With the increase of freeze-thaw cycles (from 5 to 20), the contact mode of soil particles and hydration products in CS-stabilized silty clays gradually transition from edge-to-face to face-to-face in Fig.17(b)-17(d). The CSH gels are basically wrapped around the soil particles after 20 freeze-thaw cycles. Apart from the rounded and flocculent CSH particles, reticular microstructures were displayed in the sample. However, some soil particles could be seen clearly, and the size of the particles was heterogeneous. For the RPS-CS stabilized silty clay, when the freeze-thaw cycle is 5 times, the content of CSH gels increased and slowly adhered to the surface of soil particles rather than just around the soil particles in Fig.17(b). With the increase of freeze-thaw cycles, large amounts of small-sized rounded and plate-like CSH fill most of the clay pores (Fig.17(c) and Fig.17(d)). After 20 freeze-thaw cycles, the distribution of the gel among the particles seems to be fairly homogeneous. The pores between the soil particles have become mostly filled with gels, which altered the microstructure and produced a denser and less permeable material.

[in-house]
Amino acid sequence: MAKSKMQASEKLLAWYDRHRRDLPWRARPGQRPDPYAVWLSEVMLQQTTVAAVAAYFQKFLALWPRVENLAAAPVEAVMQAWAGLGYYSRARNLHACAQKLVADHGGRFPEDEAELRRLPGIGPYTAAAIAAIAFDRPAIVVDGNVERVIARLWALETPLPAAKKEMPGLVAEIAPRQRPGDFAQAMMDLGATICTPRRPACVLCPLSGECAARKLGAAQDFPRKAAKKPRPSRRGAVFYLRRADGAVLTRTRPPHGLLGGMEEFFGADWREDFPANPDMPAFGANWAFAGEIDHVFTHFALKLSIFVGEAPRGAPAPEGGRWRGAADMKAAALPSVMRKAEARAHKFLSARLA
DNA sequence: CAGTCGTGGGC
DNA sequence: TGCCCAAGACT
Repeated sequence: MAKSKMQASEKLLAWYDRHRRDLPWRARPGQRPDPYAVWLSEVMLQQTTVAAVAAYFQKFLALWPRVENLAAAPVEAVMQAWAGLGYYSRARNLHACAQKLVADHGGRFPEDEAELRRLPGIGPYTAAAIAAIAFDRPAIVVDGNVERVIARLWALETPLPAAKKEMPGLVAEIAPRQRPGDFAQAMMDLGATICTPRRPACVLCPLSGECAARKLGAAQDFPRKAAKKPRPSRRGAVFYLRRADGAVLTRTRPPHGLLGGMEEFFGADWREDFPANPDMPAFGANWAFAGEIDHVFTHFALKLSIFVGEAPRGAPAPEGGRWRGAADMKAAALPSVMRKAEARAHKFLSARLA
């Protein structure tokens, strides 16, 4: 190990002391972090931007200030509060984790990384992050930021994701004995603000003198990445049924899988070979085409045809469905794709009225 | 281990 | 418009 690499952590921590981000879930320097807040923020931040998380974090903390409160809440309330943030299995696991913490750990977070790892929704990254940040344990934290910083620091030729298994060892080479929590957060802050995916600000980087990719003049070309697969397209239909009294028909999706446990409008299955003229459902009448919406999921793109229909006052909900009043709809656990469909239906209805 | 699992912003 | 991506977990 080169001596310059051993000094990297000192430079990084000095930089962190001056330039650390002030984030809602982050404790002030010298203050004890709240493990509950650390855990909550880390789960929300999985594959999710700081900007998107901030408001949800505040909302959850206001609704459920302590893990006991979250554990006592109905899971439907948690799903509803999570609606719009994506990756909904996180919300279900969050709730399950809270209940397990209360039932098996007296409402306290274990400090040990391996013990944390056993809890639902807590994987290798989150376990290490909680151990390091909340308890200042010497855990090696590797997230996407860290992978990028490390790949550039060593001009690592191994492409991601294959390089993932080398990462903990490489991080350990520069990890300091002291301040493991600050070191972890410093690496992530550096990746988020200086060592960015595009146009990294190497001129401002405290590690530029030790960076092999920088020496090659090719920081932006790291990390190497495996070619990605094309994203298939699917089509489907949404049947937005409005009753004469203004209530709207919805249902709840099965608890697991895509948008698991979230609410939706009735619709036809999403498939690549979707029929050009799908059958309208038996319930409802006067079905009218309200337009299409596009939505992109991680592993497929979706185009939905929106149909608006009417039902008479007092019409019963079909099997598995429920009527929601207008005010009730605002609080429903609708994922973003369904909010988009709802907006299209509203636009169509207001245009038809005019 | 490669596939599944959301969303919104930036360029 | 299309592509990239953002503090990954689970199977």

An earlier study showed that CSH gels control the final properties of the binding matrix and the mechanical behavior (shear strength, stiffness, and compressibility) of the stabilized soil (Corrêa-Silva, Miranda et al. 2020). The different microstructure and binding ability of CSH gels might reflect the different strengths of soils. The strength of samples decreases as the CSH gels shape more amorphous and binding ability decreases. Thus, it can be seen that the morphologies of CSH gels in Fig.17e and Fig.18e are different; the former is more dispersed, more amorphous, and less uniform. These may be the reasons why the CS-stabilized silty clay has no advantage in strength over that of the RPS-CS stabilized silty clay after 20 freeze-thaw cycles.